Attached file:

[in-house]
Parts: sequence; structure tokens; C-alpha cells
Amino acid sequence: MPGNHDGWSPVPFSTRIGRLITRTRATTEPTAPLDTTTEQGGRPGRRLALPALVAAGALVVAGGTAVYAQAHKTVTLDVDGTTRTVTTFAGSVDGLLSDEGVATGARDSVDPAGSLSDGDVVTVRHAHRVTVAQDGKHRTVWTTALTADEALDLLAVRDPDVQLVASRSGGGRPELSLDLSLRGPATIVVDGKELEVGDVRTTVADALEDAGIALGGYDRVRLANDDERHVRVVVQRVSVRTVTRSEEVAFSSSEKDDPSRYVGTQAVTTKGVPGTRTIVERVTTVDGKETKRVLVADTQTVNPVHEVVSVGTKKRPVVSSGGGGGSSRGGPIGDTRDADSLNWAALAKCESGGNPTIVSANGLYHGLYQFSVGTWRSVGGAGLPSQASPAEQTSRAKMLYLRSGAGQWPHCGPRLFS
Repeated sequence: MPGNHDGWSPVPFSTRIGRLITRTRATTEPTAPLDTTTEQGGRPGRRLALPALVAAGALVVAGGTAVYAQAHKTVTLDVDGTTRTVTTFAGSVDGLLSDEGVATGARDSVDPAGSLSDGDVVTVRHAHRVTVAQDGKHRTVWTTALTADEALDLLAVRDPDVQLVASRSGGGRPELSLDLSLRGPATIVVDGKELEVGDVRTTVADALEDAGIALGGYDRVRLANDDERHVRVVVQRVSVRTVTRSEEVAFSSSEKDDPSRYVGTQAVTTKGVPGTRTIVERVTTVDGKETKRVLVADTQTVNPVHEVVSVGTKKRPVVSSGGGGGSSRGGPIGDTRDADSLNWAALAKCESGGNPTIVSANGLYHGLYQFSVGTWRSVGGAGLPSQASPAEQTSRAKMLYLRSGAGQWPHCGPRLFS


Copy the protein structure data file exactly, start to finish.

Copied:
[in-house]
Parts: sequence; structure tokens; C-alpha cells
Amino acid sequence: MPGNHDGWSPVPFSTRIGRLITRTRATTEPTAPLDTTTEQGGRPGRRLALPALVAAGALVVAGGTAVYAQAHKTVTLDVDGTTRTVTTFAGSVDGLLSDEGVATGARDSVDPAGSLSDGDVVTVRHAHRVTVAQDGKHRTVWTTALTADEALDLLAVRDPDVQLVASRSGGGRPELSLDLSLRGPATIVVDGKELEVGDVRTTVADALEDAGIALGGYDRVRLANDDERHVRVVVQRVSVRTVTRSEEVAFSSSEKDDPSRYVGTQAVTTKGVPGTRTIVERVTTVDGKETKRVLVADTQTVNPVHEVVSVGTKKRPVVSSGGGGGSSRGGPIGDTRDADSLNWAALAKCESGGNPTIVSANGLYHGLYQFSVGTWRSVGGAGLPSQASPAEQTSRAKMLYLRSGAGQWPHCGPRLFS
Repeated sequence: MPGNHDGWSPVPFSTRIGRLITRTRATTEPTAPLDTTTEQGGRPGRRLALPALVAAGALVVAGGTAVYAQAHKTVTLDVDGTTRTVTTFAGSVDGLLSDEGVATGARDSVDPAGSLSDGDVVTVRHAHRVTVAQDGKHRTVWTTALTADEALDLLAVRDPDVQLVASRSGGGRPELSLDLSLRGPATIVVDGKELEVGDVRTTVADALEDAGIALGGYDRVRLANDDERHVRVVVQRVSVRTVTRSEEVAFSSSEKDDPSRYVGTQAVTTKGVPGTRTIVERVTTVDGKETKRVLVADTQTVNPVHEVVSVGTKKRPVVSSGGGGGSSRGGPIGDTRDADSLNWAALAKCESGGNPTIVSANGLYHGLYQFSVGTWRSVGGAGLPSQASPAEQTSRAKMLYLRSGAGQWPHCGPRLFS